magister is cognate with the third declension feminine noun maiestas, maiestatis (see Chapter 8), the origin of the English word “majesty”. When he was sent into exile, Dionysius, the tyrant of Syracuse, set up a school in Corinth, for he was quite incapable of living without exercising some authority (Cicero, Tusculan Disputations 3.12). Even so, most teachers, if not actually slaves, had a humble social standing and were very poorly paid. In the late 2nd century AD, a Senatorial decree allowed for the granting of a bonus of 500 sestertii to a victorious gladiator, if he was a free man, of 400, if he was a slave (Select Latin Inscriptions 5163.29ff.); Juvenal complains in the concluding lines of his seventh Satire that a schoolteacher might make about this amount in a year. (Since the purpose of the decree was to limit the costs of gladiatorial games, we may infer that such bonuses were usually rather more generous.)

The form vir is unparalleled as the nominative and vocative singular of a second declension masculine noun, ending neither in -us/-e nor in -er, but it is not strictly irregular. Very few nouns in Latin have an irregular declension.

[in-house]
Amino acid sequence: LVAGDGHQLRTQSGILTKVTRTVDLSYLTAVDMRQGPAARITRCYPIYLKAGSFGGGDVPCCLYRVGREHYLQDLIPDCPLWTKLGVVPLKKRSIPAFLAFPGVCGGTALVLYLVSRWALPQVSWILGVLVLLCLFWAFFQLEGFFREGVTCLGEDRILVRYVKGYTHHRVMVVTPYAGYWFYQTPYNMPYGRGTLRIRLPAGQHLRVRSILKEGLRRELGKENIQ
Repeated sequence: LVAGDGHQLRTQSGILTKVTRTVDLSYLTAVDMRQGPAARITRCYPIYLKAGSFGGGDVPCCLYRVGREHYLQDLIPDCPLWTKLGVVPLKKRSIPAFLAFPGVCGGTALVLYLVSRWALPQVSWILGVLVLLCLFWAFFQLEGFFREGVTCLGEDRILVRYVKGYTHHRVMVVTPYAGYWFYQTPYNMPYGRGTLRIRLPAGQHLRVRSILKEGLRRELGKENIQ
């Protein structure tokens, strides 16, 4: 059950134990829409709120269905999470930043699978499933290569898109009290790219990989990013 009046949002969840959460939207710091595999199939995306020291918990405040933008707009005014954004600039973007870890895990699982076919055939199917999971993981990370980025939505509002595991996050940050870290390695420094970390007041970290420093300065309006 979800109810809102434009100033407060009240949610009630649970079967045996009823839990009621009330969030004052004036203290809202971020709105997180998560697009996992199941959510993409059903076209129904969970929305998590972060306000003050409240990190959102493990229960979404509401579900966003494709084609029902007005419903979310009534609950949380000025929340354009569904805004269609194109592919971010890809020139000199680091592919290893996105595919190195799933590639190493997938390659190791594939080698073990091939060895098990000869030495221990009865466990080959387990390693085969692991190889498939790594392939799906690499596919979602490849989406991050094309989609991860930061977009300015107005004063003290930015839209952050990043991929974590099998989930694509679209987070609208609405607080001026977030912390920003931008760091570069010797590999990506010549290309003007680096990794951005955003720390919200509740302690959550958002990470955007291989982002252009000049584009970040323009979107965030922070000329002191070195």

Festus On the Latin Language p. 261 tells us that “in earlier times, women were called virae”.

Roman grammarians were at least partly correct in observing that, in general, only useful, i.e. domesticated, animals had distinct masculine and feminine forms; hence, for example, a cow hippopotamus would be hippopotamus femina. That there is a distinct feminine form lupa may be largely attributable to the she-wolf’s prominence as the symbol of Rome, Romulus and Remus having been reared by one; lupus femina is, however, used by the early epic poet Ennius with reference to this very she-wolf. lupa is also one of many words for “prostitute”, and there was in fact an alternative version of Rome’s foundation-myth that the twins were reared by a prostitute; if we had fuller information about everyday speech, no doubt even more such terms would be known.